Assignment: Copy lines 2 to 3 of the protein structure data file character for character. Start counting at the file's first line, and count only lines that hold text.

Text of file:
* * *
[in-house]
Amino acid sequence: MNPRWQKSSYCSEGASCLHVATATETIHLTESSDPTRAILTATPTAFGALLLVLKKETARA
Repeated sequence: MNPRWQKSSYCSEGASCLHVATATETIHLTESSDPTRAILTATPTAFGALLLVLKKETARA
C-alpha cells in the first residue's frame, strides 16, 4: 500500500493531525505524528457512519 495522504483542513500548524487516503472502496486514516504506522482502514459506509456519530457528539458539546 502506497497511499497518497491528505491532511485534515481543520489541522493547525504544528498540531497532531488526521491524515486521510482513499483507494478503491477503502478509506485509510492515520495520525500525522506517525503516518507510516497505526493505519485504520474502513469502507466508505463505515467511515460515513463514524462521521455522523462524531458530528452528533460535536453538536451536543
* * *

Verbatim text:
Amino acid sequence: MNPRWQKSSYCSEGASCLHVATATETIHLTESSDPTRAILTATPTAFGALLLVLKKETARA
Repeated sequence: MNPRWQKSSYCSEGASCLHVATATETIHLTESSDPTRAILTATPTAFGALLLVLKKETARA